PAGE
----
Surrenders by Owner:                      221 Dogs     80 Cats
Strays:                                   542 Dogs     498 Cats
Bite cases/Other Court Related:           25 Dogs      06 Cats

Adopted:                                  203 Dogs       188 Cats
Reclaimed by owner:                       153 Dogs        16 Cats
Euthanized:                               318 Dogs        252 Cats

2011 up to date totals thru August 31, 2011

Intake information:
Surrender by Owner                        132 Dogs       115 Cats
Strays                                    201 Dogs       107 Cats
Abandoned                                 32 Dogs        29 Cats
Police Raid Captures                      17 Dogs        2 Cats
Bite Cases                                32 Dogs        0 Cats
Born in Shelter                           3 Dogs         6 Cats

Outflow Activities:
Adoptions                                 73 Dogs        34 Cats

Redemptions                                 55 Dogs        0 Cats
Died in Shelter                             3 Dogs         1 Cat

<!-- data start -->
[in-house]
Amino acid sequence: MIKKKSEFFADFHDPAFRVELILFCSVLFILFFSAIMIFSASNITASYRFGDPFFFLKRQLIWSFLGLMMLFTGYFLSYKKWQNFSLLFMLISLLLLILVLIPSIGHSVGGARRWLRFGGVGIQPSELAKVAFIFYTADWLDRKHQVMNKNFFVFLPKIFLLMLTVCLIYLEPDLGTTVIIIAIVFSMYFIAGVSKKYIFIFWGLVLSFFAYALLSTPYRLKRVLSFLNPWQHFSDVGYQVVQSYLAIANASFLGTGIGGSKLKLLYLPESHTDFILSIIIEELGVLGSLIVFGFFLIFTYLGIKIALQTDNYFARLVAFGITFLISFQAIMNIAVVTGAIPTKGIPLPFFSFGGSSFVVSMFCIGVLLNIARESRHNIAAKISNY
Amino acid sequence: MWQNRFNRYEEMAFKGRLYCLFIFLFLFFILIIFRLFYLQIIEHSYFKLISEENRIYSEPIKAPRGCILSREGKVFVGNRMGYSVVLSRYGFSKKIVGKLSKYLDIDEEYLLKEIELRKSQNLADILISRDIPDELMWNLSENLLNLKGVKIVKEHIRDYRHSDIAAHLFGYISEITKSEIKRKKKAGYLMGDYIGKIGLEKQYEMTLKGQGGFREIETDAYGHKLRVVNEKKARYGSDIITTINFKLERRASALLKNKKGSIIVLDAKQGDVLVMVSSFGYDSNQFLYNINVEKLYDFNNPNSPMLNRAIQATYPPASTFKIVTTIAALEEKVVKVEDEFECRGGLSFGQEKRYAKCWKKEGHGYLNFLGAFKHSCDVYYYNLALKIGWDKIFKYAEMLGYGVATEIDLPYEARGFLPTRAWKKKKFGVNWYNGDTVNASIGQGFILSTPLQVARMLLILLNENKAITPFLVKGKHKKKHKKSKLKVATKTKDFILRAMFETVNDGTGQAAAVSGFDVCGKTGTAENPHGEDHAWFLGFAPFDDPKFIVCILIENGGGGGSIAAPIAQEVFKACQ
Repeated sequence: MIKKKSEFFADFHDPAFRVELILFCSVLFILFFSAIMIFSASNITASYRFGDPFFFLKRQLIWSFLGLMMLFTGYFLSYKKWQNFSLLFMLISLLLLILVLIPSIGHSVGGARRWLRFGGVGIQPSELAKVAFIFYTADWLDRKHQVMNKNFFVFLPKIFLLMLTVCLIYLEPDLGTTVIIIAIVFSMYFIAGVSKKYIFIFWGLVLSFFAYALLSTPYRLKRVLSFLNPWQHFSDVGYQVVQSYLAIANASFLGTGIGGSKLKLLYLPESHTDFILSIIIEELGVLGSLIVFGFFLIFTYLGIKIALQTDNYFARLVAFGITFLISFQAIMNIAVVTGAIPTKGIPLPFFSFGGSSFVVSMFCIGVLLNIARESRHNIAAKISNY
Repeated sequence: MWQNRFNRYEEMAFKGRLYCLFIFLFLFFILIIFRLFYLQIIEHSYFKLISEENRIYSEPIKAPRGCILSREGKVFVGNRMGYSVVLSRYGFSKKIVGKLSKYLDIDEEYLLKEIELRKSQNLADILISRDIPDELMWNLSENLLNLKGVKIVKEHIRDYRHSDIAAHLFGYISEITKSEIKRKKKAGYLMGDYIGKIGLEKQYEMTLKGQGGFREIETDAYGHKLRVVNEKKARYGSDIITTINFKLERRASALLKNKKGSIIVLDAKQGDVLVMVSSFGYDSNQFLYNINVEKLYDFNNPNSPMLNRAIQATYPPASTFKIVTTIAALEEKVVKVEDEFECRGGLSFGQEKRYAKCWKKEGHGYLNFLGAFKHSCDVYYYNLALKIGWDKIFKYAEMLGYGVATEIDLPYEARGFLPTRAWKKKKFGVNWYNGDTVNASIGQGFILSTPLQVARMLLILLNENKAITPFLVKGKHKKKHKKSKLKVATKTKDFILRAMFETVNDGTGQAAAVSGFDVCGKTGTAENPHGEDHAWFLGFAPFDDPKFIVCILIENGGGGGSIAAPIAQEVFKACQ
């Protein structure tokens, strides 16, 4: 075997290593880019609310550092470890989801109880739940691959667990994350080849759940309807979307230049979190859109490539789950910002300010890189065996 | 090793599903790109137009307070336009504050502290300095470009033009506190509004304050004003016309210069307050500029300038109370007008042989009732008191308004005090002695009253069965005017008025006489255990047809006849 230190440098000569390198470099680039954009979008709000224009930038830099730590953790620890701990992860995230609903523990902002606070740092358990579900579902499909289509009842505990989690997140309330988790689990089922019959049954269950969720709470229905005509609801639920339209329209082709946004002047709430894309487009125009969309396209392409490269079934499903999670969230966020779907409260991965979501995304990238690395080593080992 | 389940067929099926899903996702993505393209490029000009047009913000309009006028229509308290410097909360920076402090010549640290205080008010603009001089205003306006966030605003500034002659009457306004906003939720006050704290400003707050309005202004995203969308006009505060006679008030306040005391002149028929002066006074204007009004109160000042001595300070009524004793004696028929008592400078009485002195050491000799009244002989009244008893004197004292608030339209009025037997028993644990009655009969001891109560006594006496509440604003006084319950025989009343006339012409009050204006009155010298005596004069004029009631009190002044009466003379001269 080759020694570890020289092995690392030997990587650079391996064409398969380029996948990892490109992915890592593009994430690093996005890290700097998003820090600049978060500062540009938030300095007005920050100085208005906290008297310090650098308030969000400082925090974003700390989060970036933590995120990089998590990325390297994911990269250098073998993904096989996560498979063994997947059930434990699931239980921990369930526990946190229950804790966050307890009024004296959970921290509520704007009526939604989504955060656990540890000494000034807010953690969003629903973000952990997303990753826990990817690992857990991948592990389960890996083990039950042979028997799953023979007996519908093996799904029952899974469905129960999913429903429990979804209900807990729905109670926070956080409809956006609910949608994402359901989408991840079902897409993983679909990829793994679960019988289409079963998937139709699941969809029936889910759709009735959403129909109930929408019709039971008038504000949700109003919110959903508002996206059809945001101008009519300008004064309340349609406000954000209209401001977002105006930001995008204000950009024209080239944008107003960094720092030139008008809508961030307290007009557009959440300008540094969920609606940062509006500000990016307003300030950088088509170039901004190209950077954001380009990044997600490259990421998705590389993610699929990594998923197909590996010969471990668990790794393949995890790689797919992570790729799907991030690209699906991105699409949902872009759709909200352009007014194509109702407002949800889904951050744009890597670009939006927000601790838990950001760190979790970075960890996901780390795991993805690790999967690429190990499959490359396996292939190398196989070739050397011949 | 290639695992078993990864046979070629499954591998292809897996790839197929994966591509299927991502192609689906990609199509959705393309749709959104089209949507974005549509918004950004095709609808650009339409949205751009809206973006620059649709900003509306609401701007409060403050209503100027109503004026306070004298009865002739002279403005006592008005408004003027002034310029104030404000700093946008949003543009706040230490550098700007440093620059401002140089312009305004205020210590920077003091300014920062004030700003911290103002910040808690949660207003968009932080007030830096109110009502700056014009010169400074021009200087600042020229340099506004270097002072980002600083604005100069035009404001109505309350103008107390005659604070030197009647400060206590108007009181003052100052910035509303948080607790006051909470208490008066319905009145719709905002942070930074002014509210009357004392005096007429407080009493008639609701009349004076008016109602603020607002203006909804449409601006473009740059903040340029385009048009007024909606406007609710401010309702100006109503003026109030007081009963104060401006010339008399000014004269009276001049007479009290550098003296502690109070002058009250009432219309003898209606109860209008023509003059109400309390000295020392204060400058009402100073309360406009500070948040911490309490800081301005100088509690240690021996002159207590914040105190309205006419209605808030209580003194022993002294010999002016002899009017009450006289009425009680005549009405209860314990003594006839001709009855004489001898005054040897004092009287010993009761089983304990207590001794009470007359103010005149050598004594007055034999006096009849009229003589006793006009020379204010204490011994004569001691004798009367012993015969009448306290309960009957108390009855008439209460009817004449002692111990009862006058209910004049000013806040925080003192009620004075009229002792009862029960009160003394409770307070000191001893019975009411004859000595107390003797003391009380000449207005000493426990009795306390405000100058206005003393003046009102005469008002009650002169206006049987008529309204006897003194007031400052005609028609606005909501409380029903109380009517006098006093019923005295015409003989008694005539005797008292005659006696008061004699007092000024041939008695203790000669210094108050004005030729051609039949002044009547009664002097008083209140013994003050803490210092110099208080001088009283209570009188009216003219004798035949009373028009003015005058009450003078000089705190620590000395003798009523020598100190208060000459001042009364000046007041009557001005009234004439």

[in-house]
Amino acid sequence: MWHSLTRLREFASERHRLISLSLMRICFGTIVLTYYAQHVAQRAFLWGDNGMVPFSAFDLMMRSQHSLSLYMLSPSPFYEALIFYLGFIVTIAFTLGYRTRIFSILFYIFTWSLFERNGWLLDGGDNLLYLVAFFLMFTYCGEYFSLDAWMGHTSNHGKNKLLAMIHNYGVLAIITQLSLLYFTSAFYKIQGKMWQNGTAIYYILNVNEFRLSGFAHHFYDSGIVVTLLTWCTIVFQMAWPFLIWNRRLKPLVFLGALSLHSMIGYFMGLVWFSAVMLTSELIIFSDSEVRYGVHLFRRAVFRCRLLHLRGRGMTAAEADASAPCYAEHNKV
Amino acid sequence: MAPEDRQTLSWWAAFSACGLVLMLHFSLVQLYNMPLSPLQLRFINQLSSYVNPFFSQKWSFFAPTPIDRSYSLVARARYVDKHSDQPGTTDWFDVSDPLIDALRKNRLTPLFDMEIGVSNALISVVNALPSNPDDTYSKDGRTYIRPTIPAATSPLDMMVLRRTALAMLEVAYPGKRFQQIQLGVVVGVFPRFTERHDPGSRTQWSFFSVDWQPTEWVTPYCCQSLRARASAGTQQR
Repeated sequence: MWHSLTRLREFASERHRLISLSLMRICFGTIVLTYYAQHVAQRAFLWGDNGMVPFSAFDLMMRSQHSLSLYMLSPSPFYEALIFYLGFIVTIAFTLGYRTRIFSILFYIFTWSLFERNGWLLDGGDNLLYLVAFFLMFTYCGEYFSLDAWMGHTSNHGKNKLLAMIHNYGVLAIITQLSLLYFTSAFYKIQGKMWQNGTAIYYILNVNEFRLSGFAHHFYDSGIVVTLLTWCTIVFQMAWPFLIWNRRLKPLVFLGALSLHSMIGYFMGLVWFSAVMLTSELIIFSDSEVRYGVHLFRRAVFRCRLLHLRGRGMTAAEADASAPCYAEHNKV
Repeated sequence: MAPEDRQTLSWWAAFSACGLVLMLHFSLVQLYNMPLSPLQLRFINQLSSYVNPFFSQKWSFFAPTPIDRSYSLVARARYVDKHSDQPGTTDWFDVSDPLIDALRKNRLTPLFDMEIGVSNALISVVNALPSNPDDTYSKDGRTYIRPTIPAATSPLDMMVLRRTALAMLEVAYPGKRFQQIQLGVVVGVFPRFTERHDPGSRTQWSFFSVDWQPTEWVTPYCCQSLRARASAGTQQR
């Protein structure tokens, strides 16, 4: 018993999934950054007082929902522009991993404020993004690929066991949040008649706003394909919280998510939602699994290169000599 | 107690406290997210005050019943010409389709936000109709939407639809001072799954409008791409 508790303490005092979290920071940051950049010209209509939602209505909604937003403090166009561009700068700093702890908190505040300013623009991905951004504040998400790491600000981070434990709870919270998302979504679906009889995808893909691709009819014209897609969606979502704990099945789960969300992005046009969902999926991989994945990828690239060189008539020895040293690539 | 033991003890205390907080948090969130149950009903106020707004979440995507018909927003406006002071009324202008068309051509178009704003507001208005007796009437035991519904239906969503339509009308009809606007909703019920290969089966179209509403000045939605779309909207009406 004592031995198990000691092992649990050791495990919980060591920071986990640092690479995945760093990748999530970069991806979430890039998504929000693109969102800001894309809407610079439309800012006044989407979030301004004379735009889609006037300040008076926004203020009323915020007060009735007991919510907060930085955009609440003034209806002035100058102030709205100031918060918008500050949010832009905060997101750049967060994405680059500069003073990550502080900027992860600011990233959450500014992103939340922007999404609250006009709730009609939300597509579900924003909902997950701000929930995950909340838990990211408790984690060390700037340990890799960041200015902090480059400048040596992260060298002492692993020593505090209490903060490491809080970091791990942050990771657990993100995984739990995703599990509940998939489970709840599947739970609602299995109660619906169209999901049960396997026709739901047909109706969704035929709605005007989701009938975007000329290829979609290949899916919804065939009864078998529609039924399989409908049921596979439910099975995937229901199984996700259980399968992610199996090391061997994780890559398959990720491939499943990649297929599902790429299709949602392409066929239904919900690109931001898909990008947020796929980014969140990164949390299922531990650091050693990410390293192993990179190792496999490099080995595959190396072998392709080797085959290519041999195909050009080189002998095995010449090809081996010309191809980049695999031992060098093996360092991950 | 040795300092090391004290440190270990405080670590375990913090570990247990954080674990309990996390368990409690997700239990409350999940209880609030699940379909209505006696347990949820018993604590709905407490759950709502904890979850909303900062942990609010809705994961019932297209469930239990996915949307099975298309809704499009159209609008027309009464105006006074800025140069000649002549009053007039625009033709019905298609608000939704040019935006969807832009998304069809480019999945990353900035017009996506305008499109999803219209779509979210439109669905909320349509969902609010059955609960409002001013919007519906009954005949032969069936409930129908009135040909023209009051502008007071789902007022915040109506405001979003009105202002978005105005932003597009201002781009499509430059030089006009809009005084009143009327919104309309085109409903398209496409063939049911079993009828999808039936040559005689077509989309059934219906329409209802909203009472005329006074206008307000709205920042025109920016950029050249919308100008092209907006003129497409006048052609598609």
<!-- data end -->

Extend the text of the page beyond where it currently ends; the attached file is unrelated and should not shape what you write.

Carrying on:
Foster                                      41 Dogs        38 Cats
Special Rescue                              50 Dogs        81 Cats
Euthanized                                  165 Dogs       84 Cats

Clinical and Nursing Services at 218 North Broad Street:

The Sexually Transmitted Diseases (STD) clinic saw:
   • 688 new males
   • 607 new females
   • 458 returning males for treatment
   • 286 returning females for treatment

   • African Americans- 1313
   • Hispanic- 235
   • Caucasian- 35
   • Other- 4

Project Impact Van: 1002 persons were tested for HIV/AIDS

Childhood Lead Poisoning: 525 cases were investigated

Communicable Disease Investigations and follow up: 800 cases were handled.

Direct Observed Therapy for people with Tuberculosis: 700 clients were seen.

Visiting Nursing: 300 people were seen in their home.

Flu Vaccines: The Division of Health will administer over 1600 doses of Flu Vaccine to seniors,
Police, Fire, City employees, and at risk populations this flu season. 21 Clinics are schedule in